Our study also shows that some fans still don't have loyalty to a single team. These floaters represent a valuable segment that sports teams can target. Sports organizations have an opportunity to steal fans - and their spending dollars - if they know how to drive team loyalty effectively.

  4. Teams can optimize marketing investmentsDid that new outdoor ad campaign really increase ticket sales? Is it worth for your organization to have a mobile team application? Does your arena need Wi-Fi? Questions like these can only be answered by understanding your fans deeply. Organizations that listen to fans can do longitudinal studies to see how their marketing decisions affect fan behaviors over time, and make adjustments accordingly.Your fans' input can also help you optimize your marketing programs: from merchandise, to in-game experience, to the social media platforms you should be keeping an eye on. For example, through its Official Fan Council, NASCAR engages members at least twice a month on specific topics that influence business and marketing decisions. These types of engagements have helped NASCAR increase viewership, TV ratings and even make changes to the sport itself.
  5. There is an opportunity to provide value and deepen relationships with sponsors and advertisersYour advertisers and sponsors would like to see a good return from partnering with you. You can help them see this ROI by giving them direct access to your fans. For example, with a fan council, you can offer pre and post validation studies to advertisers as an added value feature. This minimizes the risk for advertisers by enabling them to test concepts and effectively place ads in multiple channels.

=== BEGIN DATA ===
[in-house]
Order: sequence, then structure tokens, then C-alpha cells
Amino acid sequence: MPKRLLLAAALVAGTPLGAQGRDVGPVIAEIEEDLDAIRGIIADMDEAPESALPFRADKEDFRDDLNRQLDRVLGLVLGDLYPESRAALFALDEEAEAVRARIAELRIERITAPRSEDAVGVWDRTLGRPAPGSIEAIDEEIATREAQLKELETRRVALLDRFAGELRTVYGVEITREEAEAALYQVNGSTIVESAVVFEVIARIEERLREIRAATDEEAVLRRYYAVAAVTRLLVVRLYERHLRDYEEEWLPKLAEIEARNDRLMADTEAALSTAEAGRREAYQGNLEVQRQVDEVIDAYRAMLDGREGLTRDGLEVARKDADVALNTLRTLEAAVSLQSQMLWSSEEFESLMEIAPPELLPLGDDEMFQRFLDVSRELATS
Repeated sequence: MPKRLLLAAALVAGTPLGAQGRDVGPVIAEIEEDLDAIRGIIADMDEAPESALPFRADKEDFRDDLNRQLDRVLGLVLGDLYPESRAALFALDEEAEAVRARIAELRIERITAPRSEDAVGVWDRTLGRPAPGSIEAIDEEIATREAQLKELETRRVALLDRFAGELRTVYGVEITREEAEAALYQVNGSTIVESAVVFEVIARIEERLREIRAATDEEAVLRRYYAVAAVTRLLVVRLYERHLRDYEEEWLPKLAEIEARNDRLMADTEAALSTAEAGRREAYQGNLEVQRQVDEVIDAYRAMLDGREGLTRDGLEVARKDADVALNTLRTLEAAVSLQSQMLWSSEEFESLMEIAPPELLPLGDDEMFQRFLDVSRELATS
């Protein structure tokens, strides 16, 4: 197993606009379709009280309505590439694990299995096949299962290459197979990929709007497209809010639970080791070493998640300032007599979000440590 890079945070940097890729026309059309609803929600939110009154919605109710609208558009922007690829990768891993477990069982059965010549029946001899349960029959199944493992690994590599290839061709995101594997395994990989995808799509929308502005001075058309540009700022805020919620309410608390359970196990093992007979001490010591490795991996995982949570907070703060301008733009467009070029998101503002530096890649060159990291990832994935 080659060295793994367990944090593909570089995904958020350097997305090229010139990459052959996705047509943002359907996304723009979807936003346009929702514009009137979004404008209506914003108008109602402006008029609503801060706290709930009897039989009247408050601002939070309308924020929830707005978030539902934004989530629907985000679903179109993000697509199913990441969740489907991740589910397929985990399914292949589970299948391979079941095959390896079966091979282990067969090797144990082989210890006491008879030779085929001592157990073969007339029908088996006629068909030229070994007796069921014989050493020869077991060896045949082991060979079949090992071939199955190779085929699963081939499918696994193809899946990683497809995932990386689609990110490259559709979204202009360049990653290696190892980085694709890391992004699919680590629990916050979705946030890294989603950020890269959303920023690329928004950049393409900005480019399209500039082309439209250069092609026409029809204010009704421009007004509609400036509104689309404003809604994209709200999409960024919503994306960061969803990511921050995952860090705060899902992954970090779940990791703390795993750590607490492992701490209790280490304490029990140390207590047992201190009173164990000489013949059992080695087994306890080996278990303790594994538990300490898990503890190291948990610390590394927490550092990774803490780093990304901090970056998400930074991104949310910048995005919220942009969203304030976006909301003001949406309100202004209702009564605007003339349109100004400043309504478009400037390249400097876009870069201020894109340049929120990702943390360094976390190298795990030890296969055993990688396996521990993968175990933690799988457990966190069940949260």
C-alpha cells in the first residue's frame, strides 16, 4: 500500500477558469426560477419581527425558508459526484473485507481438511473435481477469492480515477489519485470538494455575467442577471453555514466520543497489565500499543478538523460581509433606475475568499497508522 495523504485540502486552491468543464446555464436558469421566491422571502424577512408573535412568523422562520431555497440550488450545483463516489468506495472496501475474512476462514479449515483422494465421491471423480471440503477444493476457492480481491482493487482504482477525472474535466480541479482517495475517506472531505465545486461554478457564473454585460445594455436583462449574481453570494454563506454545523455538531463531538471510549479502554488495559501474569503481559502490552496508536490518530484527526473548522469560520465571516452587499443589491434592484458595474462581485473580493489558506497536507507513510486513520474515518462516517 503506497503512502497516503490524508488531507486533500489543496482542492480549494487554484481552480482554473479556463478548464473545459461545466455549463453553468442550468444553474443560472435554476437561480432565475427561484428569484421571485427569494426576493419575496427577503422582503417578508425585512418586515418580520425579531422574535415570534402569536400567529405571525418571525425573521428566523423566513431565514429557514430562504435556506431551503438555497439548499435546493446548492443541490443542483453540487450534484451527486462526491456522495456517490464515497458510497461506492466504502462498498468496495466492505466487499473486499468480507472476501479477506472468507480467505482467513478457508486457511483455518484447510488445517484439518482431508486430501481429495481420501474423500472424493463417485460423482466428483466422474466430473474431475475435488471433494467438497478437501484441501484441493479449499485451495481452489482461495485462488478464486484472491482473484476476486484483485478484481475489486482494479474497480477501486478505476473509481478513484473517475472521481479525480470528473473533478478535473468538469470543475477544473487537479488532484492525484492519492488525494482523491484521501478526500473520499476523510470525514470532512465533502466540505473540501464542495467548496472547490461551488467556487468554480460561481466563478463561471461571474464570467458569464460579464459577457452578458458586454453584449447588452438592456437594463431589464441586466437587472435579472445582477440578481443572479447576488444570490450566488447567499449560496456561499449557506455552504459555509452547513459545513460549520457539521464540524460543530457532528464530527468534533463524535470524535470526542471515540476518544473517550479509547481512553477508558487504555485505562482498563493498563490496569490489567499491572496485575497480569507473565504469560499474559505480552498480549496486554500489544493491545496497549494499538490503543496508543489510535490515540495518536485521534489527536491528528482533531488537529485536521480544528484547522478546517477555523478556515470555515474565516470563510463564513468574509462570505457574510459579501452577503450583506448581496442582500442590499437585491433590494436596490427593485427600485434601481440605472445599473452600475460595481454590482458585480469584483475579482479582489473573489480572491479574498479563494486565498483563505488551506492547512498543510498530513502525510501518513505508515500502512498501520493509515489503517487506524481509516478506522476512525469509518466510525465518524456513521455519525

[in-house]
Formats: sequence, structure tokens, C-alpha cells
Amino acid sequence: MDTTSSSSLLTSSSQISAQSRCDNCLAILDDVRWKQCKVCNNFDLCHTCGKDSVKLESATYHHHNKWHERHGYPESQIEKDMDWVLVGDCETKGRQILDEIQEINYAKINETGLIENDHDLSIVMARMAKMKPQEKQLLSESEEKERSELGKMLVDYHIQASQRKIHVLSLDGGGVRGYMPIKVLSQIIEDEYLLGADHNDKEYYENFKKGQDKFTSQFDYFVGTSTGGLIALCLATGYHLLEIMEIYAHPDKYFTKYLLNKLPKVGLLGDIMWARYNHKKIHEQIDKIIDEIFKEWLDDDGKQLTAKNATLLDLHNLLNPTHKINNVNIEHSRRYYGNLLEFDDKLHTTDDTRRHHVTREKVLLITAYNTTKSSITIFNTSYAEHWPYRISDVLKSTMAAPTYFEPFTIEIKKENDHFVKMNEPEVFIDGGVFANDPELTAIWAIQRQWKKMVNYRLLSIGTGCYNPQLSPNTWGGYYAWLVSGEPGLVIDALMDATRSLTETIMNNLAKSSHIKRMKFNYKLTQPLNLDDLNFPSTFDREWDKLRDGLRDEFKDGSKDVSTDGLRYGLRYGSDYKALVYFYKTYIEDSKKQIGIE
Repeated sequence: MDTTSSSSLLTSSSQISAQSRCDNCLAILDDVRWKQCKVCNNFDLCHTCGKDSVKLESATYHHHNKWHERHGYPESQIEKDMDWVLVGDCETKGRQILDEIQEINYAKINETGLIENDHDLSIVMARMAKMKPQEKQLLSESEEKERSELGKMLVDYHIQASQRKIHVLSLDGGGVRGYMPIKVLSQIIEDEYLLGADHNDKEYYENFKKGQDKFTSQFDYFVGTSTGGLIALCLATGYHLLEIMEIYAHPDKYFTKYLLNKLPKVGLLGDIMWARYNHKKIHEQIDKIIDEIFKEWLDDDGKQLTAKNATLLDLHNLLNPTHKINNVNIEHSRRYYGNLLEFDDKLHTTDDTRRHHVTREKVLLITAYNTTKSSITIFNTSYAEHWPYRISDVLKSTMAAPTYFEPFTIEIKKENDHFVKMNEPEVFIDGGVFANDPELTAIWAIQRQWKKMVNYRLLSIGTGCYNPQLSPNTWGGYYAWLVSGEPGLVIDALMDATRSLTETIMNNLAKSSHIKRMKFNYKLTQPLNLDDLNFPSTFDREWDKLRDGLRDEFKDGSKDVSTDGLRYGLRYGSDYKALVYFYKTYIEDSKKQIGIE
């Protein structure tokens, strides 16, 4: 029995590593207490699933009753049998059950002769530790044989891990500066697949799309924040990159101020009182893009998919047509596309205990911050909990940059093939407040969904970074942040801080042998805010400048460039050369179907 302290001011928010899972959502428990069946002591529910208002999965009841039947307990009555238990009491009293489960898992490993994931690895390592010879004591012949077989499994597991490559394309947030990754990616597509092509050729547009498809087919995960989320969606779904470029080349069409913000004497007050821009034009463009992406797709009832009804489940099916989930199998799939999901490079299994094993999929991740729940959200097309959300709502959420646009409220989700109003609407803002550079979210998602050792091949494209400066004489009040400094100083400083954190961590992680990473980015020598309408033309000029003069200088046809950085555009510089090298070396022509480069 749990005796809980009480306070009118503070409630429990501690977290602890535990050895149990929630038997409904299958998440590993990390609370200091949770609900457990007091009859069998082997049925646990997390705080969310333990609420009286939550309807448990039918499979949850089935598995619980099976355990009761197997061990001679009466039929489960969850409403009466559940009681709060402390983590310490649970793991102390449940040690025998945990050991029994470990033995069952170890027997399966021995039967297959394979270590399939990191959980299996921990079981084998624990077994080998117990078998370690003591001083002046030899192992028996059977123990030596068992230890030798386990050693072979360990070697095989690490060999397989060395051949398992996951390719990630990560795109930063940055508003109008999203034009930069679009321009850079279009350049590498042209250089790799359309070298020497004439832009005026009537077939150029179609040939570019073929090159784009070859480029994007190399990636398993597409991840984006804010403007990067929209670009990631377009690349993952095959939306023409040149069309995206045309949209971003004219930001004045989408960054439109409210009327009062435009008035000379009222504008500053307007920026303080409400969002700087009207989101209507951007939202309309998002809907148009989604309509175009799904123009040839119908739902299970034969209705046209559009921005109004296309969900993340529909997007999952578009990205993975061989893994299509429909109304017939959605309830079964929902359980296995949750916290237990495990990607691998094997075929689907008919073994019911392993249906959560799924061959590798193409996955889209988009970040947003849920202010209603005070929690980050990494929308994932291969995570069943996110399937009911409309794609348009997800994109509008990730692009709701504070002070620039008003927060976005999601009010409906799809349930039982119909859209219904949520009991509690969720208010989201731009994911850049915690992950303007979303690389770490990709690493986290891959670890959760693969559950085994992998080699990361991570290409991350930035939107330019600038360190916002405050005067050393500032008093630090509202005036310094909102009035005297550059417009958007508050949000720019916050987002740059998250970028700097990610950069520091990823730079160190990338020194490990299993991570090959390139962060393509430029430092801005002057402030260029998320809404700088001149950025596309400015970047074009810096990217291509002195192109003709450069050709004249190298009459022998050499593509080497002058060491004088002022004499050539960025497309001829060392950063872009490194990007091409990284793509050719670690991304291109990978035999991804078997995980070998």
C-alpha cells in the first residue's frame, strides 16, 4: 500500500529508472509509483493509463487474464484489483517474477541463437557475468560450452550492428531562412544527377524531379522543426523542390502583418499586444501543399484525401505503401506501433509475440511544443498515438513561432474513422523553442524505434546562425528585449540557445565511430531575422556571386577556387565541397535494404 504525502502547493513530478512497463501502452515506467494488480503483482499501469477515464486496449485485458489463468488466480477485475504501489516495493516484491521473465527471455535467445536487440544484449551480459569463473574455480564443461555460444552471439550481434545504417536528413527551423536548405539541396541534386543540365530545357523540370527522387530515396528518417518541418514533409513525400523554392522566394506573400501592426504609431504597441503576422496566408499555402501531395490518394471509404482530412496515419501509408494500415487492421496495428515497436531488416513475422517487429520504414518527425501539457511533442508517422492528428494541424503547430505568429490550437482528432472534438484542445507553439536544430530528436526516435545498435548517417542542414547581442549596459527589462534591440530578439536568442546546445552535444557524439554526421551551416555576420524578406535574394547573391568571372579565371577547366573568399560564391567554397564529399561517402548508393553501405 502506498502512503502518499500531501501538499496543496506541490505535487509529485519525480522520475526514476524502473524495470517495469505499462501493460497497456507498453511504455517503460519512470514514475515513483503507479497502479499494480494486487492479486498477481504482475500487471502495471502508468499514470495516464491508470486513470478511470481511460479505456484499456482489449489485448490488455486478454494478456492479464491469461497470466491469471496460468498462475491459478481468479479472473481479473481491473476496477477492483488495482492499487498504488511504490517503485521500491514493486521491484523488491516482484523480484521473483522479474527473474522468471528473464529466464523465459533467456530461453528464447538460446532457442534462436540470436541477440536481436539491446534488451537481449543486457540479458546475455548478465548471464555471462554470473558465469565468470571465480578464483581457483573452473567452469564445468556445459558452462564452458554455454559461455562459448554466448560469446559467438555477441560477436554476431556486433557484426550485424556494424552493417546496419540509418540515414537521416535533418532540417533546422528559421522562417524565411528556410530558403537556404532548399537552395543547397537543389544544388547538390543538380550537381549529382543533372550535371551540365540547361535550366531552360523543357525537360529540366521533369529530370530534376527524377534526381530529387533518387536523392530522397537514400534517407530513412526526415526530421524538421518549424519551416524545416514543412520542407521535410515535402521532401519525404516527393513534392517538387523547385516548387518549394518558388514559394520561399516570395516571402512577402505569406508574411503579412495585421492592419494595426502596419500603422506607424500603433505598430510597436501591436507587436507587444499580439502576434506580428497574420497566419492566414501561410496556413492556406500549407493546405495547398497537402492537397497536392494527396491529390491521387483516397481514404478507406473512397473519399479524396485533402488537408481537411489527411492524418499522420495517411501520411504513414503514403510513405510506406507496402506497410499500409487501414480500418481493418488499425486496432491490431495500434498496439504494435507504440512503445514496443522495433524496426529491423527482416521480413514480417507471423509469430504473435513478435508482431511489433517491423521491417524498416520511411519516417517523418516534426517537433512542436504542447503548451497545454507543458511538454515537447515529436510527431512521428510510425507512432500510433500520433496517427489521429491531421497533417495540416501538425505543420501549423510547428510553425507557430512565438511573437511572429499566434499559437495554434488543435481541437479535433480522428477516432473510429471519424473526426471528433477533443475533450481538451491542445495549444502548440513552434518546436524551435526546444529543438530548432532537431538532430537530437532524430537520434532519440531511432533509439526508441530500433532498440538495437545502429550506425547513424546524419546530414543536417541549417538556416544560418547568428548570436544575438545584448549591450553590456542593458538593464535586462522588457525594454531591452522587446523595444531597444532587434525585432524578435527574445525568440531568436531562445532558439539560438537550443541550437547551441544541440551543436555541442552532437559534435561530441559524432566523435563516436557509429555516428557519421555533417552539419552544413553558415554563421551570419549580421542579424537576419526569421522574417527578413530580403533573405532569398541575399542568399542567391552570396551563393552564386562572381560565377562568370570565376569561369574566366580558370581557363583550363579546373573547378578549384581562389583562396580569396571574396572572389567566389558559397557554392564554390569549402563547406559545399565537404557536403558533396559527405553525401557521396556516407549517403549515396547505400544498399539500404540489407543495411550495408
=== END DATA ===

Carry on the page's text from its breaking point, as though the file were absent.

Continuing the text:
6. Listening to fans enables teams to measure and increase brand valueBranding is important for most organizations, but even more so for sport teams. If you're a major league team, your brand needs to cater to two distinct fans: local and global. To develop a brand image that resonates with both groups, you have to understand them deeply. With an insight community of fans, you can hone in on the drivers of your brand and develop an image across all touch points that better resonates with all your fans.
  7. Fan engagement drives the season ticket sales funnelUltimately by engaging fans, you can better create targeted engagement tactics to move fans up your season ticket sales funnel. By understanding what motivates fans from casual to hardcore, you are more likely to convert your single game attendees into valuable season ticket holders.

When you turn people into fans, they are willing to go to great lengths to express their love for their team. With all of this in mind, it is obvious that interacting with a fan base is imperative. As digital channels open sports fans to new markets, now is the time to grow and maintain your fan base.

Check out the infographic below for the study topline report. For full results, feel free to reach out to Vision Critical directly if you are interested in evaluating opportunities to leverage a fan council.

Why Should You Listen to Your Sports Fans?
Why Should You Listen to Your Sports Fans? (Part 2)


How Nascar Increases Fan Engagement and Drives Business Decisions